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Iran: Ready for "serious negotiations"
Posted by: McQ on Wednesday, August 23, 2006

Hard to take that line seriously when the thing they've made non-negotiable is what the rest of the world is demanding - stop the enrichment of uranium.

So now what? If that is the crux of the issue, and the Iranians have removed it as a negotiable item, what is there to get serious about?

Reading the Atlanta Journal Constitution this morning I ran across this:
"Iran's response indicates the balance has tipped in favor of more moderate voices in Iranian politics seeking a modus vivendi with U.S. power" in the region, said Kaveh Afrasiabi, an Iranian policy analyst who authored several books on the country's nuclear program.
Really? I'm really gratified to hear that, but color me unconvinced.

Let's see, in the previous few days Iran has refused to let inspectors inspect and now is refusing to consider a halt in uranium enrichment and we're supposed to believe that "moderate voices" have not come to the fore in Iran?

Interesting.

However given Iran's expected intransigence (it would be hard for me to believe that any diplomat involved in this process believed this would turn out any other way) how will the world react?

Enter the Lebanon crisis (and a lesson in interconnectiveness). In the NYT, discussing the possiblity now of voting for and passing a resolution on the UN's Security Council, the problem emerges as a possible show stopper:
That will not be easy, in part because the entire United Nations Security Council is supposed to vote on the sanctions package. While only the permanent members can veto, the rising fear, particularly among European diplomats, is that smaller countries on the Council are so angry over how the United States, and now France, have handled the Lebanon crisis that they will give Russia and China political cover to balk against imposing tough sanctions.
China and Russia have only been fairweather friends in this process to begin with and I don't think it would take much for them to find a way out of backing sanctions. If an excuse is necessary to back out, Lebanon will probably do as well as any.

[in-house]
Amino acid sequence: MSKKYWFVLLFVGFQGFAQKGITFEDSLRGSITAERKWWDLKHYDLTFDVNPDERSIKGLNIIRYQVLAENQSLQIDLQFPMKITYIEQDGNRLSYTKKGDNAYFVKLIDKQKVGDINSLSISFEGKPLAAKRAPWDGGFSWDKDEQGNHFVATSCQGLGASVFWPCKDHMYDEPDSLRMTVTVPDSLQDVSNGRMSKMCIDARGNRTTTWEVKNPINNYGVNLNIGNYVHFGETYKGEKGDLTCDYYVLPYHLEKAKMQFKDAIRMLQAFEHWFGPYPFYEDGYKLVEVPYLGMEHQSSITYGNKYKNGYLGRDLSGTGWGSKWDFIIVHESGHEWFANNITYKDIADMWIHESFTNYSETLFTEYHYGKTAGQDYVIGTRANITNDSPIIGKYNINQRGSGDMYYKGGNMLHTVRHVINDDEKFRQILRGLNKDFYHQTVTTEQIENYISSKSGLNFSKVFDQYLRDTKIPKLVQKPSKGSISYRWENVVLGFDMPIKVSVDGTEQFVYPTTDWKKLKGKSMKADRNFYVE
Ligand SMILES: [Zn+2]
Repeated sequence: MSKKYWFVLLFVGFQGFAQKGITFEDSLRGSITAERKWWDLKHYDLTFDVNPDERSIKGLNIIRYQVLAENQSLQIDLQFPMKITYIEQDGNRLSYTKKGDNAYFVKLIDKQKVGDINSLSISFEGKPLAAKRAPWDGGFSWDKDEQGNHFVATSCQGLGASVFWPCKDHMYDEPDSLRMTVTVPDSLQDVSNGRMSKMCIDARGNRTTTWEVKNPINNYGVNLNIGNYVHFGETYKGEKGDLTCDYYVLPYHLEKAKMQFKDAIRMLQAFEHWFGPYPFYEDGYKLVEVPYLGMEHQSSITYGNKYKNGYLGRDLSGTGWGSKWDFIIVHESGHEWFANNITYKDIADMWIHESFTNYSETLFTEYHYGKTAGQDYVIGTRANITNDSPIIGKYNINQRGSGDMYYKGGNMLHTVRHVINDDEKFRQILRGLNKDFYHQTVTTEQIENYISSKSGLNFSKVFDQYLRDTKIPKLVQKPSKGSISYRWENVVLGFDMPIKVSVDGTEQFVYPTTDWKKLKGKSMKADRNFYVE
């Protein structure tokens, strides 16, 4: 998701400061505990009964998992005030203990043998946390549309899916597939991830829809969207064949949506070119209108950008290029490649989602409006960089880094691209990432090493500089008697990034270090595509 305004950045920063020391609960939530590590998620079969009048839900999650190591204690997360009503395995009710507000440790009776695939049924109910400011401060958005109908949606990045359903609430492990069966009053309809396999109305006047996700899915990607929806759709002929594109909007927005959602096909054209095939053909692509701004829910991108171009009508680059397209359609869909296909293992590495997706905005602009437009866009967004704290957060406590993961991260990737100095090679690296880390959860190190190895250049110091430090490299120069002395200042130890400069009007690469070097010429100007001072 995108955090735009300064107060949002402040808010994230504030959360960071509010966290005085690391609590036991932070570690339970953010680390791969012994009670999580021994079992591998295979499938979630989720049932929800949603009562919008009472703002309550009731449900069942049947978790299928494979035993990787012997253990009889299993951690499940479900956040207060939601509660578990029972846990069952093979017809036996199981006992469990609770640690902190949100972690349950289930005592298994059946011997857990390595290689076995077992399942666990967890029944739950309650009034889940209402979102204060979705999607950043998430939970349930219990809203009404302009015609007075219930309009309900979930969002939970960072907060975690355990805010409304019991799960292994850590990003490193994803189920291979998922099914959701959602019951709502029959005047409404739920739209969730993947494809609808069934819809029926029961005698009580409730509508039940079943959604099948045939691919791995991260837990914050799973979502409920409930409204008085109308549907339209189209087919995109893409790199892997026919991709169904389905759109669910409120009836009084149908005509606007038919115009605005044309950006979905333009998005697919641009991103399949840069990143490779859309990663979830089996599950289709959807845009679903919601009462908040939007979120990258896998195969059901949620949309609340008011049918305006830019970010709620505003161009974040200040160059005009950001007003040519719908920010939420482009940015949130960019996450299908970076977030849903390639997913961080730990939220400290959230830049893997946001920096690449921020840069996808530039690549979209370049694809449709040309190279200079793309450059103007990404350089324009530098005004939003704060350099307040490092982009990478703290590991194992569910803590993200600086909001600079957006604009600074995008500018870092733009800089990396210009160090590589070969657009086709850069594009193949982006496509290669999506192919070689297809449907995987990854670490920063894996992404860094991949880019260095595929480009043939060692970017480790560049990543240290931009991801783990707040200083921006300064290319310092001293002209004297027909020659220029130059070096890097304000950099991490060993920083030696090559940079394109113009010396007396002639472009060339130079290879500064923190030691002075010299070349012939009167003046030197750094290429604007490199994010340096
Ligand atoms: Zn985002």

Apparently agreeable to weak sanctions which would be hard to enforce, neither country is apparently amenable to sanctions which might actually cause Iran to comply. The reason? Follow the money:
What is more, China and Russia both have energy companies invested in Iran, and they, along with European countries, would likely think hard before agreeing to prohibit the purchase of Iranian oil or to limit investment in Iran’s petroleum industry.
Prohibiting the purchase of Iranian oil is about the only hammer the rest of the world has on that country. When you're a country invested in Iran and have a veto on the UN Security Council, chances are you're not likely to vote to hurt yourself.

And, of course, any disruption in the flow of oil (as we've seen with a simple pipeline shut down in Alaska) sees the price of oil skyrocket. Imagine an embargo of Iranian oil and the effect that would have. It might hurt the West worse than Iran.

So I again ask, now what? Do we have any choice, in reality, but to play the game, pretend to take them at their word and enter "serious negotiations" with them in hope of somehow pulling off a diplomatic coup and actually making progress toward shutting down their enrichment program (at best, highly unlikely)? Or do we try to use the blunt stick of sanctions, something which will probably hurt us as much as them (and something which some of the world views with little favor)?